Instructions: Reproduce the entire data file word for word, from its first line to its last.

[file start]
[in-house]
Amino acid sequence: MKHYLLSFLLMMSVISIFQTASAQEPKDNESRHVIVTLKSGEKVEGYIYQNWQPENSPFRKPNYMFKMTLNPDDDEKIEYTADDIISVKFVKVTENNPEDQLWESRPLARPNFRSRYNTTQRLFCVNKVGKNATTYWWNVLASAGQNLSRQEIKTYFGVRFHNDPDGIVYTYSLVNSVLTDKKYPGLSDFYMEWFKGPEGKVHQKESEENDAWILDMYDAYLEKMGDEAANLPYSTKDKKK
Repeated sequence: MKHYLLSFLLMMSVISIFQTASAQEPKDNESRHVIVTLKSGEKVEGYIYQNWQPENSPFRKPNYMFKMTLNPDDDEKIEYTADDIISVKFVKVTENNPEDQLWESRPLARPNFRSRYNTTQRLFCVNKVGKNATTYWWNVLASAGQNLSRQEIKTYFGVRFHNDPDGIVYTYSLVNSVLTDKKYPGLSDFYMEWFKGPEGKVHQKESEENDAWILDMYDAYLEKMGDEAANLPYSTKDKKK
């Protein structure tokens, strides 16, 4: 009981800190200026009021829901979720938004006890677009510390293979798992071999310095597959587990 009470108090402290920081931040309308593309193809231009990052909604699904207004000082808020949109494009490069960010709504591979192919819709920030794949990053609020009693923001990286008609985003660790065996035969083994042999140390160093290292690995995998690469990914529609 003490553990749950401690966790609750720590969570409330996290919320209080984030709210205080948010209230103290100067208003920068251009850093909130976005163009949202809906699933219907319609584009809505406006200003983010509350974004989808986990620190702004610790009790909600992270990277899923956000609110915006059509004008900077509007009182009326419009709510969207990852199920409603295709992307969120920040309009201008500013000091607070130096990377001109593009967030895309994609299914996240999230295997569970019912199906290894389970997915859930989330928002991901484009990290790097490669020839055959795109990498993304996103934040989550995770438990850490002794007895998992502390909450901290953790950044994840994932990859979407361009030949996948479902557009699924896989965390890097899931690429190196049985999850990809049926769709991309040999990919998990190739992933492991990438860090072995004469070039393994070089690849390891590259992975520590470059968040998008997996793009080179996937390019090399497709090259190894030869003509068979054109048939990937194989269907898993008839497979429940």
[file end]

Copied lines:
[in-house]
Amino acid sequence: MKHYLLSFLLMMSVISIFQTASAQEPKDNESRHVIVTLKSGEKVEGYIYQNWQPENSPFRKPNYMFKMTLNPDDDEKIEYTADDIISVKFVKVTENNPEDQLWESRPLARPNFRSRYNTTQRLFCVNKVGKNATTYWWNVLASAGQNLSRQEIKTYFGVRFHNDPDGIVYTYSLVNSVLTDKKYPGLSDFYMEWFKGPEGKVHQKESEENDAWILDMYDAYLEKMGDEAANLPYSTKDKKK
Repeated sequence: MKHYLLSFLLMMSVISIFQTASAQEPKDNESRHVIVTLKSGEKVEGYIYQNWQPENSPFRKPNYMFKMTLNPDDDEKIEYTADDIISVKFVKVTENNPEDQLWESRPLARPNFRSRYNTTQRLFCVNKVGKNATTYWWNVLASAGQNLSRQEIKTYFGVRFHNDPDGIVYTYSLVNSVLTDKKYPGLSDFYMEWFKGPEGKVHQKESEENDAWILDMYDAYLEKMGDEAANLPYSTKDKKK
């Protein structure tokens, strides 16, 4: 009981800190200026009021829901979720938004006890677009510390293979798992071999310095597959587990 009470108090402290920081931040309308593309193809231009990052909604699904207004000082808020949109494009490069960010709504591979192919819709920030794949990053609020009693923001990286008609985003660790065996035969083994042999140390160093290292690995995998690469990914529609 003490553990749950401690966790609750720590969570409330996290919320209080984030709210205080948010209230103290100067208003920068251009850093909130976005163009949202809906699933219907319609584009809505406006200003983010509350974004989808986990620190702004610790009790909600992270990277899923956000609110915006059509004008900077509007009182009326419009709510969207990852199920409603295709992307969120920040309009201008500013000091607070130096990377001109593009967030895309994609299914996240999230295997569970019912199906290894389970997915859930989330928002991901484009990290790097490669020839055959795109990498993304996103934040989550995770438990850490002794007895998992502390909450901290953790950044994840994932990859979407361009030949996948479902557009699924896989965390890097899931690429190196049985999850990809049926769709991309040999990919998990190739992933492991990438860090072995004469070039393994070089690849390891590259992975520590470059968040998008997996793009080179996937390019090399497709090259190894030869003509068979054109048939990937194989269907898993008839497979429940």